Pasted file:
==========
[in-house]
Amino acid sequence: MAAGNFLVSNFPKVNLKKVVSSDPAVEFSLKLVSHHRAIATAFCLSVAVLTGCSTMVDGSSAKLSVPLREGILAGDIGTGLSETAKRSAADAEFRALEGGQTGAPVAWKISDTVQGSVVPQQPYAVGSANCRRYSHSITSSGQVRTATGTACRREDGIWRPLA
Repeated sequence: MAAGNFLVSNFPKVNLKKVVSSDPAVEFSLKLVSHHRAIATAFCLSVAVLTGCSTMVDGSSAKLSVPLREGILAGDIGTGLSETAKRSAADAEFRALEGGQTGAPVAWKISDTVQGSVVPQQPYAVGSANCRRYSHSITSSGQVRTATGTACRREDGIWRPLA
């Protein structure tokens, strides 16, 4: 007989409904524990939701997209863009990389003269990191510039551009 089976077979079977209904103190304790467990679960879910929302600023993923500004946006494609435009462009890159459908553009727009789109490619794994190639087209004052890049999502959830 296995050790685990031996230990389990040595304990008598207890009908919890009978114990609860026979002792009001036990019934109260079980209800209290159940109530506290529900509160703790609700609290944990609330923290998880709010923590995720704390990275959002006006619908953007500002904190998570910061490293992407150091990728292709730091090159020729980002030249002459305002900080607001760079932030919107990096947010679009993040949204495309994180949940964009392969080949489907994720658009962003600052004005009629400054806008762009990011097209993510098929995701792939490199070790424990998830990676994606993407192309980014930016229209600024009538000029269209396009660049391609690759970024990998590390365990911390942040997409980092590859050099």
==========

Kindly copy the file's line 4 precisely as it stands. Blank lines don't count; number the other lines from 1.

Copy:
């Protein structure tokens, strides 16, 4: 007989409904524990939701997209863009990389003269990191510039551009 089976077979079977209904103190304790467990679960879910929302600023993923500004946006494609435009462009890159459908553009727009789109490619794994190639087209004052890049999502959830 296995050790685990031996230990389990040595304990008598207890009908919890009978114990609860026979002792009001036990019934109260079980209800209290159940109530506290529900509160703790609700609290944990609330923290998880709010923590995720704390990275959002006006619908953007500002904190998570910061490293992407150091990728292709730091090159020729980002030249002459305002900080607001760079932030919107990096947010679009993040949204495309994180949940964009392969080949489907994720658009962003600052004005009629400054806008762009990011097209993510098929995701792939490199070790424990998830990676994606993407192309980014930016229209600024009538000029269209396009660049391609690759970024990998590390365990911390942040997409980092590859050099």